The protagonist is a WW2 vet who lives in a small village in Finland. After his wife had to be taken to a nursing home because of her worsening Alzheimer's, our brave protagonist decided to have a meaning to his life: writing letters to the editor! Each chapter is a little letter to an editor of whichever magazine or newspaper strikes his fancy, and each begins with "I got so upset the other day, when..." Reasons to get upset range from discovering a sun beam in his living room to breaking his hip when he falls down the stairs (and on the second day of lying on the steps wonders if it's time to yell for help). He thinks that Valentine's Day should be replaced by "Mind your own business" day--and this he tells the world happily. After all, his friend had advised him that it's no use bottling feelings up, so he has decided to go ahead and complain. Sometimes personal details slip into his complaints, mainly about his relationship with his very modern son. Should he just face it that he's an old git who just doesn't get it?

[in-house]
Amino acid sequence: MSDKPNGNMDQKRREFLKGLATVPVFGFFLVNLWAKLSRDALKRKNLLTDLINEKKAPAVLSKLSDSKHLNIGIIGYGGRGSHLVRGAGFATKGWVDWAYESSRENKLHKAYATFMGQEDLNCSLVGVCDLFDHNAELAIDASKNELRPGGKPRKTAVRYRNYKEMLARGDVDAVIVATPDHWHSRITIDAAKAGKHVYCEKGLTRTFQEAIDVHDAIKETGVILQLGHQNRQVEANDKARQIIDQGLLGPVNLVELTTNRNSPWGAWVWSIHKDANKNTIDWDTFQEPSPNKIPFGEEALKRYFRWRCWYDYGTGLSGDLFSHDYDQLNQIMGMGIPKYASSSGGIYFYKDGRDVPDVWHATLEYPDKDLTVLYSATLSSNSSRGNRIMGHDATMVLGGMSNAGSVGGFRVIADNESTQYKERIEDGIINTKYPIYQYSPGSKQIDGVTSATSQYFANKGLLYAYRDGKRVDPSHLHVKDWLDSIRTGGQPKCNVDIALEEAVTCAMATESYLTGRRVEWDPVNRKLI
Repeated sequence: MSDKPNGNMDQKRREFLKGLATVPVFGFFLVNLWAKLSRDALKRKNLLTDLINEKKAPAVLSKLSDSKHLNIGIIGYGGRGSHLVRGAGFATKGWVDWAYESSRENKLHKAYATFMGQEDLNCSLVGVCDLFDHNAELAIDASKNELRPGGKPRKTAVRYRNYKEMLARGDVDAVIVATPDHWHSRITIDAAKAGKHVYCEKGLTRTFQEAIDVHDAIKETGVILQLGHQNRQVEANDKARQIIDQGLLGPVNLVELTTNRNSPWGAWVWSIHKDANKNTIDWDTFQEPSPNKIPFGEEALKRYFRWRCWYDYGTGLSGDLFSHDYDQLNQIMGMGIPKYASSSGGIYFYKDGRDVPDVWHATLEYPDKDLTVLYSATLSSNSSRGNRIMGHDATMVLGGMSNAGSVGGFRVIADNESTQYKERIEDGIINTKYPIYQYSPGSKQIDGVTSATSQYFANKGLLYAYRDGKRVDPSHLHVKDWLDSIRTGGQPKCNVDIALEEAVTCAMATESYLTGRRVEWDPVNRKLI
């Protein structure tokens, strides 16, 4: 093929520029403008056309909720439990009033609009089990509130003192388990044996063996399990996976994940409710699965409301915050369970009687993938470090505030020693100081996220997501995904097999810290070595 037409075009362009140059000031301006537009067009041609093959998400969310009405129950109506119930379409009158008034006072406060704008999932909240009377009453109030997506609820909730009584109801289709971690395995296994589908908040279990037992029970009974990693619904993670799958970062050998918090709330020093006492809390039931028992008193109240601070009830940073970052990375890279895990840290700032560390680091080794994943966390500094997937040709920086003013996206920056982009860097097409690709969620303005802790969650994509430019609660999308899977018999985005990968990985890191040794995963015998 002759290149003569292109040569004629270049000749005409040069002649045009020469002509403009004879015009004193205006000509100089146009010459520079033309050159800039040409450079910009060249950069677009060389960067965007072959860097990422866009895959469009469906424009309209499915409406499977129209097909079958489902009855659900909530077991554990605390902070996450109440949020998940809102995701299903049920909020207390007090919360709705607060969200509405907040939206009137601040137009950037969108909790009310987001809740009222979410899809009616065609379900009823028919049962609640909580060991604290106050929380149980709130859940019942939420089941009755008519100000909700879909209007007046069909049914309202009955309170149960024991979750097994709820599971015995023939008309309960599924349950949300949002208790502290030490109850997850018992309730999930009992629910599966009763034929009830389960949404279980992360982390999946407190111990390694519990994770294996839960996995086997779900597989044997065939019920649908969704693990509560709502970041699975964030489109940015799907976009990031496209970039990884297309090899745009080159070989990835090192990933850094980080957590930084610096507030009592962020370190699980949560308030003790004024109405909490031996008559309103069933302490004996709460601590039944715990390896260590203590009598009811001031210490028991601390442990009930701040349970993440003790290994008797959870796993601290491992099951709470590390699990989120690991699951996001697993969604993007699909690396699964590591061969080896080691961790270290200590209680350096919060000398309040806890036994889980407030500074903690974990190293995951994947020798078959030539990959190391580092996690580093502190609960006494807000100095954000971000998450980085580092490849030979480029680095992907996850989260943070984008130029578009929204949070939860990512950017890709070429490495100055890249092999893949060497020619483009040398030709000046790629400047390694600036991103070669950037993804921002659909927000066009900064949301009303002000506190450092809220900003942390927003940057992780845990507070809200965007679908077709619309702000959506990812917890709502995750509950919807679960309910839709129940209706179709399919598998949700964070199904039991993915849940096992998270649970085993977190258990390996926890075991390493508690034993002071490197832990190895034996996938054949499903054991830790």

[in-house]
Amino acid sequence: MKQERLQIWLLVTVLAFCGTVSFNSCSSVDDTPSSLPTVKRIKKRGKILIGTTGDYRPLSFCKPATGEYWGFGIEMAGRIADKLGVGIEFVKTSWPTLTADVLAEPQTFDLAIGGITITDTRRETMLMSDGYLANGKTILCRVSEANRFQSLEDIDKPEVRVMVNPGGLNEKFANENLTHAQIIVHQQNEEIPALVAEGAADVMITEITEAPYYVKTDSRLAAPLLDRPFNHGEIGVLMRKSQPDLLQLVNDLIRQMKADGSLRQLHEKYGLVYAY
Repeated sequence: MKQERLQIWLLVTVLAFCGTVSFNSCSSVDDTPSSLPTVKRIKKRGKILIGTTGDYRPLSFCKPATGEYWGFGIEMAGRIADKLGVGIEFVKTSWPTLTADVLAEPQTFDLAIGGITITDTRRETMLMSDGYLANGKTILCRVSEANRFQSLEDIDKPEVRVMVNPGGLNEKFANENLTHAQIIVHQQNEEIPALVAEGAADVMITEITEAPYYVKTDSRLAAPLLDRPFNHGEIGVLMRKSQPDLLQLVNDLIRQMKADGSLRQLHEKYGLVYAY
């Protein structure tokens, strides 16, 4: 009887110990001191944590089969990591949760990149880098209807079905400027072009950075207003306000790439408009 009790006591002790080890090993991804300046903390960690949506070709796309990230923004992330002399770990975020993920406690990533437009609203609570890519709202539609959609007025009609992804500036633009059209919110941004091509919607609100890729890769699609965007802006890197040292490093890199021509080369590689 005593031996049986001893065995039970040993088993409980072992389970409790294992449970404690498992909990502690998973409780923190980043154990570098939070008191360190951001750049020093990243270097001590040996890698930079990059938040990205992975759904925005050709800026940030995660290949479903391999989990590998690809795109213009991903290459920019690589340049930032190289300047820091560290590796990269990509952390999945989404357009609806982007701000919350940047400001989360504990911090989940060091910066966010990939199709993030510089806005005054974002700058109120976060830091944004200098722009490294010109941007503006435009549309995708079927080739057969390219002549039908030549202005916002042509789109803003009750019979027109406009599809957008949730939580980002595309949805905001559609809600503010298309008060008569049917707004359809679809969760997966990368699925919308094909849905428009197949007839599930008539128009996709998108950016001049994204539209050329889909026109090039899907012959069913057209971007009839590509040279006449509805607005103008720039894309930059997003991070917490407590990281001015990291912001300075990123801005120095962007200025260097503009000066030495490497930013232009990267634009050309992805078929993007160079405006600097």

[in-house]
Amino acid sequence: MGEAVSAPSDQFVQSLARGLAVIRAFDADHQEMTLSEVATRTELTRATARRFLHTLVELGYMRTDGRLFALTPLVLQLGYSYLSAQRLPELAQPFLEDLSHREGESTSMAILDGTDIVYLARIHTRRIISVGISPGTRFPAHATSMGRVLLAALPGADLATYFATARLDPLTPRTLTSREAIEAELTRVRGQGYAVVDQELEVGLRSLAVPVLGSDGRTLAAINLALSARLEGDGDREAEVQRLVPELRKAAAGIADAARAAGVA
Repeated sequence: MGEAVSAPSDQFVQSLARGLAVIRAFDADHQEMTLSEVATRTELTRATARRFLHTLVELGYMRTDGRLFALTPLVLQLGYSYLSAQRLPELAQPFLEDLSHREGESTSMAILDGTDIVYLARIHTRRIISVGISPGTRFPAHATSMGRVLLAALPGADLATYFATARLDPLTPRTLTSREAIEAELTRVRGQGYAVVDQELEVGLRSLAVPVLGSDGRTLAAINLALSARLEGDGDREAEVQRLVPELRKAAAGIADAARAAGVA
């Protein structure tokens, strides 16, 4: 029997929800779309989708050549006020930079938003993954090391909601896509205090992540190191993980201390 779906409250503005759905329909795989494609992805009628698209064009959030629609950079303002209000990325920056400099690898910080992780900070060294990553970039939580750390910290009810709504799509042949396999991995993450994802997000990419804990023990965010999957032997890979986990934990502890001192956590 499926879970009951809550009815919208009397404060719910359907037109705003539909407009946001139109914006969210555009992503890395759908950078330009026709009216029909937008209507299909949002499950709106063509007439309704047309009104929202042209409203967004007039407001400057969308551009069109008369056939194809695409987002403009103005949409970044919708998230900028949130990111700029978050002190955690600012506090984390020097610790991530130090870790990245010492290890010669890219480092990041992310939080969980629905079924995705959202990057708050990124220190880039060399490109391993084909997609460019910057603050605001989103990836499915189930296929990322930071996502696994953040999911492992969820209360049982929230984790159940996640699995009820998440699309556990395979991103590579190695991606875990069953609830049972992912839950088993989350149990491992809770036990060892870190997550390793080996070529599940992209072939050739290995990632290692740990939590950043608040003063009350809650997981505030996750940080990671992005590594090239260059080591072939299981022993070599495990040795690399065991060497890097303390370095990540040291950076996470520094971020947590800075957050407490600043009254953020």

I laughed out loud multiple times reading this, because Kyrö's usage of language is often simply delicious. He really has hopped into the boots of an old, groggy and angry man who thinks that the newer generations know nothing about music, food, movies or how to dress up. Just some of the words he uses made me giggle. And lest the book would get too formulaic, Kyrö sometimes slips in sentiments that I found myself agreeing with. Uh oh, am I getting old now, too, or are this old man's demands not so crazy after all? At the end, the protagonist turns out to be much more sympathetic than you'd think, and the reader finds that there always is a reason for people behaving the way they do. The reasons are not always necessarily great, widely-approved of reasons, but they are reasons nevertheless.
Language professional by day; knitter and crocheter by night. The rest of the time on buses and waiting rooms in Seattle is spent reading, hopefully with a good beverage nearby.
I often skip synopses in this blog and instead focus on the elements that got me hooked on a story or turned me away from it. My reading habits have only two absolutes, and I'm doing my best to make them more negotiable: I love unreliable narrators; cannot stand British school stories.
Comments and recommendations are encouraged to knock me out of my reading comfort zones.
If you don't like to leave a comment in this public blog, feel free to send recommendations to matildareadsblog at gmail dot com